Becoming a mother to many in the face of adversity

Becoming a mother to many in the face of adversity

Sully Rojas is a mother to many: her two biological children, Andrea and Fernando, a group of young women living with support in a group home, and hundreds of children in the remote areas of Guatemala. She knows the struggles and joys of raising children.  

Sully and her husband Rudy have worked to develop and maintain a unique program in Guatemala since the start of Christian Horizons Global 25 years ago. Together, they have supported 250 children at risk or with disabilities in a group home setting. Even though providing such a high level of support would seem like a daunting task, it’s far from a burden for Sully. She knows what it feels like to be in the position of a child looking for help.

“The neighbourhood where I grew up was a rough one and I was able to see a lot of injustice between the children like me that didn’t have resources, and the other children,” she explained during a recent phone interview from Guatemala City. “All my life, I decided I was not going to be like that. I want to be fair.”

In addition to economic differences, there is an added stigma of fear towards children with disabilities still woven into the cultural fabric. 

“It doesn’t matter what the family’s economic situation is; they [still] hide the person with disabilities,” she said. “A lot of people look at these children, people with special needs or different abilities, as a burden because they generate expenses - especially the ones that have high needs.”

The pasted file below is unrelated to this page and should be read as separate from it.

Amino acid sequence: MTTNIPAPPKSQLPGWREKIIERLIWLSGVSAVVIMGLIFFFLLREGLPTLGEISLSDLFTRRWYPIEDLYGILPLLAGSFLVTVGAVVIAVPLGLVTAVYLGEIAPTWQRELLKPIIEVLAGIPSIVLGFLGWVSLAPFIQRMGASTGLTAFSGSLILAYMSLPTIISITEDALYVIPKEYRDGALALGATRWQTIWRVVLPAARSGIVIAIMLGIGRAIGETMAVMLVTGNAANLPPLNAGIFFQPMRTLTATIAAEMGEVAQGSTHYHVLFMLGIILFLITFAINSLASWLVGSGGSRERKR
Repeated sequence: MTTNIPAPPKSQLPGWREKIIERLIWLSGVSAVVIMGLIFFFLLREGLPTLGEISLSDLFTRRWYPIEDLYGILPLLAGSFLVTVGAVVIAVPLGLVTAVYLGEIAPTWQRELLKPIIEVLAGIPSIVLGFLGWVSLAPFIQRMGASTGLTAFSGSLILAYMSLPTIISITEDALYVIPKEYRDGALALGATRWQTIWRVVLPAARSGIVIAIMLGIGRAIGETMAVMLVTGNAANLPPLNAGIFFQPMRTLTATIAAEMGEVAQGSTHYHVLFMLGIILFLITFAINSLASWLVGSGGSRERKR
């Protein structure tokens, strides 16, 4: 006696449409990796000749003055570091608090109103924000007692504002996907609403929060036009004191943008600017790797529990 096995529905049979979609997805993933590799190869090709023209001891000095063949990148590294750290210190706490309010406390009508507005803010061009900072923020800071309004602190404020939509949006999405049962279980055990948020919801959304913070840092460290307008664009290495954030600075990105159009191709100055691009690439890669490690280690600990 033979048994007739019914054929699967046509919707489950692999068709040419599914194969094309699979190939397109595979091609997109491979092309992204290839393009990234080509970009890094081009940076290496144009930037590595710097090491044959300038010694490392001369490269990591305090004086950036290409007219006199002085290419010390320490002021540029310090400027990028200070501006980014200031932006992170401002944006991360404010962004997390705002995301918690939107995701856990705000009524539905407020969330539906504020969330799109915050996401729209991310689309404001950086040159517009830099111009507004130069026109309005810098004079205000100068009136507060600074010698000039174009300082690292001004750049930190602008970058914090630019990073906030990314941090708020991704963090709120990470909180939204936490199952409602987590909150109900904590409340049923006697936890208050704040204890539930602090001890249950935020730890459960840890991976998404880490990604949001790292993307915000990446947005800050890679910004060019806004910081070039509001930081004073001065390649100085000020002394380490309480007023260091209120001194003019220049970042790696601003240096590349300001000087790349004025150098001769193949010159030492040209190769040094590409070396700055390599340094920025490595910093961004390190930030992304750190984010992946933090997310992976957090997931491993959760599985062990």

Sully has seen the benefit of creating a community where people with disabilities belong. It’s impacted her own family. Growing up alongside their sisters in the group home, her children’s perspectives were naturally expanded to include people with disabilities. 

“For them it was very natural to play the whole afternoon with them. They always found a way to include the ones in the wheelchair, or who don’t walk. It makes them to be aware. The girls grew up in the same way.” 

Sully’s dedication and passion shape her role at Christian Horizons.  She and her husband share the formal title of Central American Director, but Sully sees her role overwhelmingly as being a constant source of positivity for other families, particularly single moms. 

“Talking mom to mom, what I do is to look at them and tell them all of the positive things and not allow them to take pity on themselves and their children,” she explained. “It helps to work with the moms – to give them hope, guidance, advice, love, inclusion.”

As a result, she has seen many children thrive that wouldn’t have otherwise been given an opportunity to do so.

“Our ministry here believes that everything comes from God. We have created information and materials for programs in Guatemala and Nicaragua and we have staff and relatives of people with special needs that make the community open, kind and inclusive to people with disabilities,” said Sully.

“I pray for all my own children, but also the other girls. They become part of your life, too.”